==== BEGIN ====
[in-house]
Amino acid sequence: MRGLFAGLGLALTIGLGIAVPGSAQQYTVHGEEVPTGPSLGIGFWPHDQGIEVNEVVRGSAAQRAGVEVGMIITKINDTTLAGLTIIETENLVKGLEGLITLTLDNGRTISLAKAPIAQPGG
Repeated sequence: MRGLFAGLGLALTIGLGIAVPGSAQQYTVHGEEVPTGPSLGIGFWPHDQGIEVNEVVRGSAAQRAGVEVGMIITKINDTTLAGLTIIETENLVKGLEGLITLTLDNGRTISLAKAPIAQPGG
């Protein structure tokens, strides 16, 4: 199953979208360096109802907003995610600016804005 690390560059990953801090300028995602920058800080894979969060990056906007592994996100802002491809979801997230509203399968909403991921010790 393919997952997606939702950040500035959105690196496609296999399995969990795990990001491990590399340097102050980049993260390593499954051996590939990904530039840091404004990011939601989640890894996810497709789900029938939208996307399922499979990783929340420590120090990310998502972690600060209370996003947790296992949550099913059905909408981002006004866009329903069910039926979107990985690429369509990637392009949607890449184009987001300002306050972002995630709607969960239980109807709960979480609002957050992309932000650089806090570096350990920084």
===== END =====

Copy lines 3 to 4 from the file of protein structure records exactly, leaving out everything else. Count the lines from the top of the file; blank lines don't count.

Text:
Repeated sequence: MRGLFAGLGLALTIGLGIAVPGSAQQYTVHGEEVPTGPSLGIGFWPHDQGIEVNEVVRGSAAQRAGVEVGMIITKINDTTLAGLTIIETENLVKGLEGLITLTLDNGRTISLAKAPIAQPGG
């Protein structure tokens, strides 16, 4: 199953979208360096109802907003995610600016804005 690390560059990953801090300028995602920058800080894979969060990056906007592994996100802002491809979801997230509203399968909403991921010790 393919997952997606939702950040500035959105690196496609296999399995969990795990990001491990590399340097102050980049993260390593499954051996590939990904530039840091404004990011939601989640890894996810497709789900029938939208996307399922499979990783929340420590120090990310998502972690600060209370996003947790296992949550099913059905909408981002006004866009329903069910039926979107990985690429369509990637392009949607890449184009987001300002306050972002995630709607969960239980109807709960979480609002957050992309932000650089806090570096350990920084």